Wednesday, August 27, 2008

My, How Time Flies

Is it just me, or does time just move faster and faster as life goes on? I am working feverishly on a project I had previously back-burnered, and set aside the most current project in my Gifted series to work on it. Meanwhile, my agent is reviewing the latest draft of GEMINI to see if it is up to snuff. Cross your fingers!

On top of that, I have my editing responsibilities for The Wild Rose Press, which I love. Helping other writers improve their craft and work toward publication has been extremely rewarding. The great thing about TWRP is that they don't just say "no thank you" when a story is rejected. They give you a several-page letter on the whys and wherefores, in addition to a five-page critique and edit of your manuscript! No publishing company does that these days. Nobody. How cool is that?

Somewhere in there, I've got to make time for the family. The little peanut is getting bigger and bigger, and boy, does he talk! He'll be two in December, and I can't wait to take him apple picking this fall. I'm really looking forward to the holidays, because he'll be much more aware of them than he was last year. He, Hubby, and I will get to see more of each other now (I hope) since my hours at my day job have changed and I can get home early enough for dinner with them.

And lastly, Central New York Romance Writers turns 20 next month, so we're having a big bash to celebrate that! If you live in the CNY area, and you've been thinking of joining the group, now is the time!

Wednesday, August 20, 2008

Chug, Chug, Chug

Sometimes it's not the quantity that you write in a day - it's that you're writing. But even when you're not writing, you're writing - just in case you wondered.

Yesterday I forgot my Dana while I was at my day job, so I couldn't do any work on my current books. However, I did a lot of thinking about my characters and my career, and things I'd like to see myself accomplish. While I haven't done as much this year as I'd like, I am pretty comfortable with where I am at for the moment. (Talk to me my December, and I might be mad I didn't get further this year!)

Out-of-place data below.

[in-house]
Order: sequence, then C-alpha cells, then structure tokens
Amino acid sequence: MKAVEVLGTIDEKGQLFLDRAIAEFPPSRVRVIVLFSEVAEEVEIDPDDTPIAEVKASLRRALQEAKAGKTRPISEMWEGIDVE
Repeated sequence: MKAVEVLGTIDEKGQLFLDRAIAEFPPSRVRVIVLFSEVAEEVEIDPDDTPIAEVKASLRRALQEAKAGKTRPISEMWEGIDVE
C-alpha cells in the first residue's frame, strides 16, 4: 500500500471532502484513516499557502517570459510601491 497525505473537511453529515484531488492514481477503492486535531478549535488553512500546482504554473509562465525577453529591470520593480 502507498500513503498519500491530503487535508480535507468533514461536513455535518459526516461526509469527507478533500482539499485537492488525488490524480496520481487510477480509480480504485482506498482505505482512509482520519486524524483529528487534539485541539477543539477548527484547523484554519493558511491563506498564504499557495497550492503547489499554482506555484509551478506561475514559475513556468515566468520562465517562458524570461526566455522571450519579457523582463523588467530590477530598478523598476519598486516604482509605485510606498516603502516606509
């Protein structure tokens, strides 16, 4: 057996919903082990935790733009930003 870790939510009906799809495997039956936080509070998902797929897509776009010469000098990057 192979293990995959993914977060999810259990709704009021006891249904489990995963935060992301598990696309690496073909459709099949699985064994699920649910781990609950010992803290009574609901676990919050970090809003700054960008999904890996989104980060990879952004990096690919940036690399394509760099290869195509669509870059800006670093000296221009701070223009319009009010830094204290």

Just remember to get yourself in front of that keyboard daily if you can, and as frequently as you can if not daily. Writing gets rusty when not used regularly, like any other talent. But realize that as a writer, your downtime away from the keyboard is often spent subconsciously working out details, dialogue, scenes, and conflicts in your book. Then, even if it's ten minutes, get back to the keyboard and write out what you worked on in your head. As I said, you need to do the physical writing regularly to keep your skills honed.

Keep chugging!

Friday, August 15, 2008

Quit Writing!

Yep, you read that right. Writers are solitary creatures by definition. However, don't forget that as a human being, you need a social life too. Your friends and family are (I hope) your biggest cheerleaders, and they want you to succeed at your craft. However, they would like to see you emerge from your keyboard once in a while and enjoy life outside the writer's imagination.

Don't forget to get out now and then. Have dinner with friends. See a movie. Take a walk. Walk Fido (he misses you too). It helps you recharge your batteries, and sometimes even gives you time away from your manuscript to solve a problem in it. I once worked out an internal conflict by vacuuming the house. No, really! If that doesn't get your house squeaky clean, I don't know what will.

Unless you can get your loved ones to vacuum for you when you return to writing.

Wednesday, August 06, 2008

I'm Not A Spellchecker (Even Though I Could Be)!

Today I'd like to talk about proofreading your work. It's very, very important that you do this thoroughly before you get it into the hands of an editor. An instance here and there of a misspelled word might be excusable. Repeated instances of misspellings, sentence fragments, and punctuation errors are frowned upon. They might convey to the editor that you haven't completely proofread your work before handing it in, and (worst case scenario) that you expect him (or her) to pick up the proofreading slack. This could result in a manuscript rejection, which none of us wants. It's frustrating for all parties involved.

While editors back in the heyday may have been able to give much more personalized attention in line edits and basic structure, remember that these days it is your job to catch all these minor errors before it even gets into the hands of a professional. You'll get much more out of your editor when she's able to focus on content, rather than structure. She can help you develop and deepen your characters and conflicts--but only if she can see past the structure of your writing itself. So remember to run a spellcheck, and do a thorough read with an eye to sentence structure, punctuation, and grammar use. Your editor will thank you, and when you're that much closer to publication, you can give yourself a big ol' pat on the back.